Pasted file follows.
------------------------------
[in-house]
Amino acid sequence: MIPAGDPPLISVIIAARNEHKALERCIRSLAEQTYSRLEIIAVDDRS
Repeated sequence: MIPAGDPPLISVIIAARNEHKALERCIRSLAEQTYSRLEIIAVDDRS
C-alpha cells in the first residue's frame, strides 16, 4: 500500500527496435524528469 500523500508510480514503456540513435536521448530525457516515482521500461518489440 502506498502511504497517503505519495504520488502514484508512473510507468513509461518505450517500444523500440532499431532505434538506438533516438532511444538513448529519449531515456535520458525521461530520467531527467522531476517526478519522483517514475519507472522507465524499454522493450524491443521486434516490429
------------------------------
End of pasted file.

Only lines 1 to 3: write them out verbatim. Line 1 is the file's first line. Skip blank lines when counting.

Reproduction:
[in-house]
Amino acid sequence: MIPAGDPPLISVIIAARNEHKALERCIRSLAEQTYSRLEIIAVDDRS
Repeated sequence: MIPAGDPPLISVIIAARNEHKALERCIRSLAEQTYSRLEIIAVDDRS